It’s a reasonable assumption that, if you’ve landed on this website (thank you), you’re reasonably interested in cars and likely possess more than a rudimentary knowledge of the glitzy Barrett-Jackson auto auctions occuring throughout the year in America. Their flagship event, held every January in Arizona, features some of the rarest and most collectible vehicles on the planet. Bidder paddles wave and sparks fly when the action gets hot, especially when two deep-pocketed lotharios want the same 1969 Corvette ZL-1. Beautiful car, right?
So it flummoxes me, then, when collectors spend mad money on something I find to be absolutely repulsive. Mid-60s Thunderbirds. ’61 Chrysler 300H. ’56 Nash Ambassador Super. All hideous. Yet, bidding wars erupt and vocal cords are strained in an effort to take home the metal. For the longest time, I couldn’t figure it out.
Until I thought about it for a bit. These cars are likely the ones these people coveted when they were teenagers or rode about in when they were little kids. Suddenly, as I was driving this GMC Yukon Denali, it all made sense.
There are cars that, given the means, I would pay dearly to own … and I’d wager that others would think of me in the manner I used to think about the Big Spenders at Barrett-Jackson. An ’87 Mustang GT. A model year 2000 Acura Integra Type R (yellow, of course). Chevy Novas from 1973 and 1974. The 1971 Plymouth Barracuda. All of these vehicles made an impact on me at some point in my very impressionable youth. I’m sure the T-Birds and Ambassadors did the same for the Barrett-Jackson buyers on TV.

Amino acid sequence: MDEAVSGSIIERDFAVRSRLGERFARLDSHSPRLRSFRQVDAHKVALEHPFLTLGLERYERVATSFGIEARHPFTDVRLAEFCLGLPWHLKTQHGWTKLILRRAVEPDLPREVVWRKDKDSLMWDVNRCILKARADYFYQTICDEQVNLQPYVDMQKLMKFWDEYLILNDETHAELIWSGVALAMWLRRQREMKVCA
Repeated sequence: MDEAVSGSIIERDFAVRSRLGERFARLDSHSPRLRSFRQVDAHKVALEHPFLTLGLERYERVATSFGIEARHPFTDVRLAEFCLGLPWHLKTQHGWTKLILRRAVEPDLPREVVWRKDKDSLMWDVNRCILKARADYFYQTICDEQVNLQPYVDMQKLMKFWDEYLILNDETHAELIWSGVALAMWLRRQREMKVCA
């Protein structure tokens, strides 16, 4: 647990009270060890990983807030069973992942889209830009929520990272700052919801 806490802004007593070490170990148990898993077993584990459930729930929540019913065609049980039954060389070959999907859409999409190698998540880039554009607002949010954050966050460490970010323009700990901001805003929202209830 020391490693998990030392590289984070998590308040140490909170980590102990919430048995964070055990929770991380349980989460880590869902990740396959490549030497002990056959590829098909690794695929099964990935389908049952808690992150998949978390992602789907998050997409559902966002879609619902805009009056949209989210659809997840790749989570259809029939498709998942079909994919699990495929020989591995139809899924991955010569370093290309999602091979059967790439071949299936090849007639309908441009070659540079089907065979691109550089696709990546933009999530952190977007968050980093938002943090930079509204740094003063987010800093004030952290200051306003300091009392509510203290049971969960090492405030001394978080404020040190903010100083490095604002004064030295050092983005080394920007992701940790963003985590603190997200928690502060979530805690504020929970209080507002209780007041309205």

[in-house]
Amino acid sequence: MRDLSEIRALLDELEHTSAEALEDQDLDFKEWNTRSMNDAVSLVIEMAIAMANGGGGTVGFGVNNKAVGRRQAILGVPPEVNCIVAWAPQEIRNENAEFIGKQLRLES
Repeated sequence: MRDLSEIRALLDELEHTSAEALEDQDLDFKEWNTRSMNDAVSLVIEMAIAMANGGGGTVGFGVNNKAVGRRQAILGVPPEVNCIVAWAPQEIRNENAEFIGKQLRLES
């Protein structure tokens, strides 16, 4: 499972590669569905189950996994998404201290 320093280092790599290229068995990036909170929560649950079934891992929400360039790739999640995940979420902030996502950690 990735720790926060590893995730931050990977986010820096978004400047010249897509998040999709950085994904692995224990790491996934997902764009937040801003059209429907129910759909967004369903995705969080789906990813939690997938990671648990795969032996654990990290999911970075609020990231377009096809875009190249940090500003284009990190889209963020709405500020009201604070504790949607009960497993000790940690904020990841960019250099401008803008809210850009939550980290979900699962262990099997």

The 2016 GMC Yukon Denali, shown here in Crimson Red Tintcoat, brought all this to mind. You see, I grew up in a 1978 Chevy Blazer. Two doors, of course, with the emissions-strangled 302 V8 engine wheezing a miserable 150hp. Nevertheless, when I think of that big blue rig – even with its faults – I do so with many fond memories.
Chevy no longer makes a Blazer, of course, choosing instead in 1995 to name its full-sized SUV after the largest alpine lake in North America. GMC’s Yukon appeared at the same time, quickly earning favour with both customers who needed the big-brute’s capability … and those who wanted to look like they needed it. General Motors didn’t care, the money was good either way.
The 2016 Yukon is available in three different trims: base SLE, mid-level SLT, and high-zoot Denali. On the highest trim, and only the highest trim, GMC chooses to install the excellent 6.2L V8 which turns out 420hp and sounds, upon startup, like Chewbacca on a bad hair day. There were occasions during the week when I’d wantonly hit the remote start button while walking up to the thing, just to hear the gruff bellow of 420 very American horsepower. Bragging rights come courtesy of the ability to say you’ve got the ‘Corvette engine’. In broad strokes, this is true.
Getting the 6.2L is solely for bragging rights, though. It can’t tow any more (about 8000lbs, depending on options) than the 5.3L found in lower trims. It burns more fuel. An argument could be made that the larger mill may use slightly less fuel than the smaller one, given that it won’t be working so hard under heavy loads. Both engines feature cylinder deactivation, meaning the engine shuts off half its cylinders during certain light-load situations – highway cruising for example – effectively turning the V8 into a V4. The changeover was imperceptible, offering no indication that it was switching modes.
The reward of cylinder deactivation is fuel economy, with the meaty 6.2L returning about 13.5L/100km over a week’s driving. I think that’s fantastic, given the Yukon’s size and capability. With a greater stretch of highway driving and a light foot, I think dipping into the 12’s or even the high 11’s is entirely achievable. The well mannered eight speed automatic helps immensely in this regard; the engine is barely off idle at cruising speeds.